Olympic National Park lodging is available within the boundaries of the park and outside. The list of options is long—some of the places to stay are campsites nestled in the woods, while others are full-service resorts overlooking the vast peaks of the Cascade Mountains. You’ll also find classic Pacific Northwest lodges where the setting is rustic, but the amenities are as modern as it comes. All of these options are located close to the park’s favorite things to do, including Hurricane Ridge, meaning you don’t have to spend a lot of time getting to where you want to go. You can spend more of your vacation enjoying the best Olympic National Park has to offer.
A total of 16 campgrounds are sprinkled throughout the national park, for a total of 900-plus campsites. Most of the sites can accommodate both tents and RVs, offering running water, bathrooms and great views. Operation season vary from campground to campground. They’re all open during the summer, but some close after Labor Day, while others stay open deeper into the fall. Kalaloch (pictured), open all year, is the only campsite that accepts reservations, the rest are first-come-first-serve. Primitive camping is allowed at several locations throughout Olympic National Park.
Hotels & Lodges
Hotels & Lodges
While camping has its charms, it’s not for everyone. Some people prefer more traditional accommodations for their stay on the Olympic Peninsula. Washington’s own UNESCO World Heritage Site has several options for Olympic National Park lodging. The Lake Crescent Lodge, south of Port Angeles, combines a traditional Pacific Northwest lodge, along with cabins, motel-style rooms and a dining room.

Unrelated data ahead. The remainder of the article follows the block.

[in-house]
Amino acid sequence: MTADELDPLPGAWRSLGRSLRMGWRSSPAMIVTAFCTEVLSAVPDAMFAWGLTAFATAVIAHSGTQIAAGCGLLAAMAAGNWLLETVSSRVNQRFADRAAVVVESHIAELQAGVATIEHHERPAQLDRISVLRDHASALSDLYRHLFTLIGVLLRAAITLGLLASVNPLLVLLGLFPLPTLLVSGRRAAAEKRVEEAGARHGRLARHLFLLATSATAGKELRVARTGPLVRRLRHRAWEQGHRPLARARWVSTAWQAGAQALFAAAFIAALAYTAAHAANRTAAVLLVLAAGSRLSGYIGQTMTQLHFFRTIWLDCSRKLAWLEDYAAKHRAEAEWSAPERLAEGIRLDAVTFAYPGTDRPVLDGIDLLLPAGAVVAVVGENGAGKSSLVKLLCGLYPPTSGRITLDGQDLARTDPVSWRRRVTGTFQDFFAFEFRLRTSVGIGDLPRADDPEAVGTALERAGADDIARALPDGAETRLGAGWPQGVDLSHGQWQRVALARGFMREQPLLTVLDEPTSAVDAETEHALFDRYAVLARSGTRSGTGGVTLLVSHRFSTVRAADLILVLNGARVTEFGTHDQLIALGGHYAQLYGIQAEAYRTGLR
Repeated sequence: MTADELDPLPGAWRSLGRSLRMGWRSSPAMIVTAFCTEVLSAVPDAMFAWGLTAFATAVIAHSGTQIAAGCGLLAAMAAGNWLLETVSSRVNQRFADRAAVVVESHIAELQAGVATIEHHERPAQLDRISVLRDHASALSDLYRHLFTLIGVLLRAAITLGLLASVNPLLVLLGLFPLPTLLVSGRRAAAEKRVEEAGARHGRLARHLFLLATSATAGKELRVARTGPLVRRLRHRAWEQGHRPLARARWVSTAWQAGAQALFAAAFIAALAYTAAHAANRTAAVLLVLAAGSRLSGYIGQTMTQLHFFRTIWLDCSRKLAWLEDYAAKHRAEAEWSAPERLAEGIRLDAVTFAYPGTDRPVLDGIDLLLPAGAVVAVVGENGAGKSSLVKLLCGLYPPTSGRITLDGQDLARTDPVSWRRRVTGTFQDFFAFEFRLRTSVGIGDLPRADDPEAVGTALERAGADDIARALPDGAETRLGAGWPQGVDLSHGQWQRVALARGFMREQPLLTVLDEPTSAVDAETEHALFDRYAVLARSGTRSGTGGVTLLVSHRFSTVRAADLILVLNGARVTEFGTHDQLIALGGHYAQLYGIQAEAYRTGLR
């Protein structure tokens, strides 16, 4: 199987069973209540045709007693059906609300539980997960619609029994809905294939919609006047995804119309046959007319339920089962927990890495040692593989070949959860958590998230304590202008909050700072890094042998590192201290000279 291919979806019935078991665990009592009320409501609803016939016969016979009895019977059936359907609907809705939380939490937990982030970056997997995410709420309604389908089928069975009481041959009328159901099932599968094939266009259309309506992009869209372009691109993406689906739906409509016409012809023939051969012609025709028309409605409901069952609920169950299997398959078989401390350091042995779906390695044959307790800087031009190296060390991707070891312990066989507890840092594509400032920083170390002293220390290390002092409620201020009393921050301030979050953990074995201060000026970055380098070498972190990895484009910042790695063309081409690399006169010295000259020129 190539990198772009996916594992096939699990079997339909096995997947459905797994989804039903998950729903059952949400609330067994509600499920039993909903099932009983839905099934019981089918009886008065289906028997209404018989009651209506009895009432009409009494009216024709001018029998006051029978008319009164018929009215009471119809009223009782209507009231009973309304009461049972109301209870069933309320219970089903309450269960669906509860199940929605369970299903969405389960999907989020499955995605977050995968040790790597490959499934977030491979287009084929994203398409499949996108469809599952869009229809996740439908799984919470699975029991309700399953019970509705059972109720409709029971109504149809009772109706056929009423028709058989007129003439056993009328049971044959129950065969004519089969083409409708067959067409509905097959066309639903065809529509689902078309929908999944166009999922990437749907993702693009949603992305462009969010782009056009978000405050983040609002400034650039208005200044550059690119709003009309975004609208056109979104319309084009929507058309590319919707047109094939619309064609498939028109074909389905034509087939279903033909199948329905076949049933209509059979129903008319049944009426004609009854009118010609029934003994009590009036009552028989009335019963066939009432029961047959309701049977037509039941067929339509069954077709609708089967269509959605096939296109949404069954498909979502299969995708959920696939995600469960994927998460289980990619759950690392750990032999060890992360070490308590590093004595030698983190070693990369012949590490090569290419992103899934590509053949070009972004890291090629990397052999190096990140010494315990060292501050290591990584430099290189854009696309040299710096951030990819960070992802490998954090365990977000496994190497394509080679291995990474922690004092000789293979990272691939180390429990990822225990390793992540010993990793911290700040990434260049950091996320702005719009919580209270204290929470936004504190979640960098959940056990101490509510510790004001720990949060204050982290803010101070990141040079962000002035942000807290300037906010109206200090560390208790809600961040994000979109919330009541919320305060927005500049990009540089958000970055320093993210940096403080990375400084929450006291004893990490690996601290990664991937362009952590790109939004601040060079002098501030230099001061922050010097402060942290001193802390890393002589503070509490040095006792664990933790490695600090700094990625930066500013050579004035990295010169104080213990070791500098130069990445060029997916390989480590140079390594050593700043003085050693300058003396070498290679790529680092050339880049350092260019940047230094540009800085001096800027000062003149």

On the northern shores of the lake, the Log Cabin Resort (pictured) offers a welcoming place to stay nestled among the fir trees. Its lodge rooms, a-frame chalets, and cabins offer an upgraded lodging experience without losing its rustic appeal. Close to the Pacific beaches, the Kalaloch Lodge is another option for overnight stays. The lodge, easy to find along Highway 101, has a similar mix of lodging styles at the Log Cabin Resort, along with a dining store and its own sundry shop.
The natural setting of the Olympic Peninsula is relaxing in itself, but a stay at the Sol Duc Hot Springs Resort (pictured) is even more of an escape. The entire resort feels like a spa, especially at the hot springs where people have long flocked to soak away their cares. The cabins and suites overlook some majestic scenes—old-growth forests, the gently flowing Sol Duc River, and the mountain peaks. You’ll find some of the perks of luxury hotels here, including a cafe, long lists of activities, and massages. Beyond the boundaries of the park, you’ll find several more resorts where you could spend a relaxing getaway. Port Angeles, Port Townsend, Forks, and Sequim all have places to stay for the night or for the week.
Cabins & Vacation Rentals
Cabins & Vacation Rentals Image: Marc_Smith (flickr), CC BY-SA 2.0
Privacy, scenic settings, and comfortable surroundings are hallmarks of the cabins and vacation rentals sprinkled in and around the national park. This option for Olympic National Park lodging is a smart choice if you want a place to stay with a great value. It’s a step up from camping and cheaper than traditional hotels. Many of the cabins in the park are equipped with comfortable luxuries like fully-equipped kitchens and linens, but you’ll also find your share of rustic cabins. With so many options, it’s easy to find your perfect accommodations to enjoy a vacation on your own terms, with lodging perfectly suited to your style and budget.
Top image: Wildcat Dunny (flickr)